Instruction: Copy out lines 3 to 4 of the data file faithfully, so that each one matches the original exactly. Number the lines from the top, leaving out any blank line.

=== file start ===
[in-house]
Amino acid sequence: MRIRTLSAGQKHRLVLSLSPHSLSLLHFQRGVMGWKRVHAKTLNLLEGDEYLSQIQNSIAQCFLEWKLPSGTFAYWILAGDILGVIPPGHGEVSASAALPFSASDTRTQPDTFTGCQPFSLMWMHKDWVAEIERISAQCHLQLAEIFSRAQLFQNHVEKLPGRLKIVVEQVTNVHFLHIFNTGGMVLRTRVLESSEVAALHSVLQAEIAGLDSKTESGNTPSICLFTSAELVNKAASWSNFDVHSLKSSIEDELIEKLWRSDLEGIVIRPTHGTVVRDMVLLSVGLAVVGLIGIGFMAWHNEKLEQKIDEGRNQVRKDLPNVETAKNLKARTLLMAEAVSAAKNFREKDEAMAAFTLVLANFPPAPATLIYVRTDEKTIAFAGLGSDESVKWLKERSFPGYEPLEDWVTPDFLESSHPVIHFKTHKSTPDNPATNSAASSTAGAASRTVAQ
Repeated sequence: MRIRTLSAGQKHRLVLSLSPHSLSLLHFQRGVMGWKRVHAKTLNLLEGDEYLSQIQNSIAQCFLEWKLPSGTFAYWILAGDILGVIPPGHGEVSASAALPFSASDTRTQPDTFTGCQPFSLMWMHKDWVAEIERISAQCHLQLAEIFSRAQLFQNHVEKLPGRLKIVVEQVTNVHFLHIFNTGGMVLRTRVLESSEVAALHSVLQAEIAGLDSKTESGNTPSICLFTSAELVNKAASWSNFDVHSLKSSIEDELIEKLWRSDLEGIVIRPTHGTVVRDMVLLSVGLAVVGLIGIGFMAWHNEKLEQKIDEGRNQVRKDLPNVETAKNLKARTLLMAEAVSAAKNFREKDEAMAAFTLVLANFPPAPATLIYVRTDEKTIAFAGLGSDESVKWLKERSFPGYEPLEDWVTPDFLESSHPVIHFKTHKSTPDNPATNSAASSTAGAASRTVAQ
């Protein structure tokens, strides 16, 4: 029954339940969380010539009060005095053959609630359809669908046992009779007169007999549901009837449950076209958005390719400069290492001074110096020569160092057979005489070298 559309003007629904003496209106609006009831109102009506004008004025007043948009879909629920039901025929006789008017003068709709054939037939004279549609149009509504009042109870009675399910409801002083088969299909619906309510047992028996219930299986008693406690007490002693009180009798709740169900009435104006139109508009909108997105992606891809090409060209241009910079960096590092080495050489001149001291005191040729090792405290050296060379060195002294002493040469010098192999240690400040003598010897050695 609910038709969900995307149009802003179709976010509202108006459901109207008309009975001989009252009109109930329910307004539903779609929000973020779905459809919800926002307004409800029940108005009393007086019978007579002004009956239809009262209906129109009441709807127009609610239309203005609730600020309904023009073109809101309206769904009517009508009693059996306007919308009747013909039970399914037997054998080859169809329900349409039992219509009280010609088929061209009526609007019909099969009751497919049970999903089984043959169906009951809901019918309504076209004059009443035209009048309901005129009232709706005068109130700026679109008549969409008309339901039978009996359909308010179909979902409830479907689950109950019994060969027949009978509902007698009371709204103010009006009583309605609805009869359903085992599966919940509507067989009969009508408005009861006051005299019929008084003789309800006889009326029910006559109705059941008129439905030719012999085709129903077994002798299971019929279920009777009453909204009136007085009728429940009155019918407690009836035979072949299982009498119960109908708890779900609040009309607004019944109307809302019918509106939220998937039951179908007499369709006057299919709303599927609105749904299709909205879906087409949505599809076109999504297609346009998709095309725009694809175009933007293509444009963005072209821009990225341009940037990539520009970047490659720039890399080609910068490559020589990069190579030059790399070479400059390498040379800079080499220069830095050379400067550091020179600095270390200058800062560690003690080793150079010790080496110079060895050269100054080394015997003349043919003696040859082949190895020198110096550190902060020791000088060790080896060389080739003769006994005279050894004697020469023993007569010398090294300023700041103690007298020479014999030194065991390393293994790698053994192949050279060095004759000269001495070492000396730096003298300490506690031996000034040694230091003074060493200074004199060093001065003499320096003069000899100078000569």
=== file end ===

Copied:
Repeated sequence: MRIRTLSAGQKHRLVLSLSPHSLSLLHFQRGVMGWKRVHAKTLNLLEGDEYLSQIQNSIAQCFLEWKLPSGTFAYWILAGDILGVIPPGHGEVSASAALPFSASDTRTQPDTFTGCQPFSLMWMHKDWVAEIERISAQCHLQLAEIFSRAQLFQNHVEKLPGRLKIVVEQVTNVHFLHIFNTGGMVLRTRVLESSEVAALHSVLQAEIAGLDSKTESGNTPSICLFTSAELVNKAASWSNFDVHSLKSSIEDELIEKLWRSDLEGIVIRPTHGTVVRDMVLLSVGLAVVGLIGIGFMAWHNEKLEQKIDEGRNQVRKDLPNVETAKNLKARTLLMAEAVSAAKNFREKDEAMAAFTLVLANFPPAPATLIYVRTDEKTIAFAGLGSDESVKWLKERSFPGYEPLEDWVTPDFLESSHPVIHFKTHKSTPDNPATNSAASSTAGAASRTVAQ
């Protein structure tokens, strides 16, 4: 029954339940969380010539009060005095053959609630359809669908046992009779007169007999549901009837449950076209958005390719400069290492001074110096020569160092057979005489070298 559309003007629904003496209106609006009831109102009506004008004025007043948009879909629920039901025929006789008017003068709709054939037939004279549609149009509504009042109870009675399910409801002083088969299909619906309510047992028996219930299986008693406690007490002693009180009798709740169900009435104006139109508009909108997105992606891809090409060209241009910079960096590092080495050489001149001291005191040729090792405290050296060379060195002294002493040469010098192999240690400040003598010897050695 609910038709969900995307149009802003179709976010509202108006459901109207008309009975001989009252009109109930329910307004539903779609929000973020779905459809919800926002307004409800029940108005009393007086019978007579002004009956239809009262209906129109009441709807127009609610239309203005609730600020309904023009073109809101309206769904009517009508009693059996306007919308009747013909039970399914037997054998080859169809329900349409039992219509009280010609088929061209009526609007019909099969009751497919049970999903089984043959169906009951809901019918309504076209004059009443035209009048309901005129009232709706005068109130700026679109008549969409008309339901039978009996359909308010179909979902409830479907689950109950019994060969027949009978509902007698009371709204103010009006009583309605609805009869359903085992599966919940509507067989009969009508408005009861006051005299019929008084003789309800006889009326029910006559109705059941008129439905030719012999085709129903077994002798299971019929279920009777009453909204009136007085009728429940009155019918407690009836035979072949299982009498119960109908708890779900609040009309607004019944109307809302019918509106939220998937039951179908007499369709006057299919709303599927609105749904299709909205879906087409949505599809076109999504297609346009998709095309725009694809175009933007293509444009963005072209821009990225341009940037990539520009970047490659720039890399080609910068490559020589990069190579030059790399070479400059390498040379800079080499220069830095050379400067550091020179600095270390200058800062560690003690080793150079010790080496110079060895050269100054080394015997003349043919003696040859082949190895020198110096550190902060020791000088060790080896060389080739003769006994005279050894004697020469023993007569010398090294300023700041103690007298020479014999030194065991390393293994790698053994192949050279060095004759000269001495070492000396730096003298300490506690031996000034040694230091003074060493200074004199060093001065003499320096003069000899100078000569």